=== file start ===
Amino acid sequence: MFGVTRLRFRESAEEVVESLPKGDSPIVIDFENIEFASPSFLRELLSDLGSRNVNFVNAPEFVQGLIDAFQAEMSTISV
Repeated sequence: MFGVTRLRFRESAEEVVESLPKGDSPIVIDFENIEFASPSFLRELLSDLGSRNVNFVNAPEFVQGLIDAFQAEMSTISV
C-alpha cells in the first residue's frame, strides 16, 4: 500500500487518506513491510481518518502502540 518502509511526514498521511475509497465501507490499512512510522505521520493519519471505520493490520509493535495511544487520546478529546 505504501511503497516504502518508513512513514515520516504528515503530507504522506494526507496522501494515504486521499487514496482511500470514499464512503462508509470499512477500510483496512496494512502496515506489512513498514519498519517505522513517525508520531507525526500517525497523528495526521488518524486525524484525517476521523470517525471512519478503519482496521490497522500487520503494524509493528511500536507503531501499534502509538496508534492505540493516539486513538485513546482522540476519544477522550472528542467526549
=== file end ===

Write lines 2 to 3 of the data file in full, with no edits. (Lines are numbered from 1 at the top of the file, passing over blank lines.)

Repeated sequence: MFGVTRLRFRESAEEVVESLPKGDSPIVIDFENIEFASPSFLRELLSDLGSRNVNFVNAPEFVQGLIDAFQAEMSTISV
C-alpha cells in the first residue's frame, strides 16, 4: 500500500487518506513491510481518518502502540 518502509511526514498521511475509497465501507490499512512510522505521520493519519471505520493490520509493535495511544487520546478529546 505504501511503497516504502518508513512513514515520516504528515503530507504522506494526507496522501494515504486521499487514496482511500470514499464512503462508509470499512477500510483496512496494512502496515506489512513498514519498519517505522513517525508520531507525526500517525497523528495526521488518524486525524484525517476521523470517525471512519478503519482496521490497522500487520503494524509493528511500536507503531501499534502509538496508534492505540493516539486513538485513546482522540476519544477522550472528542467526549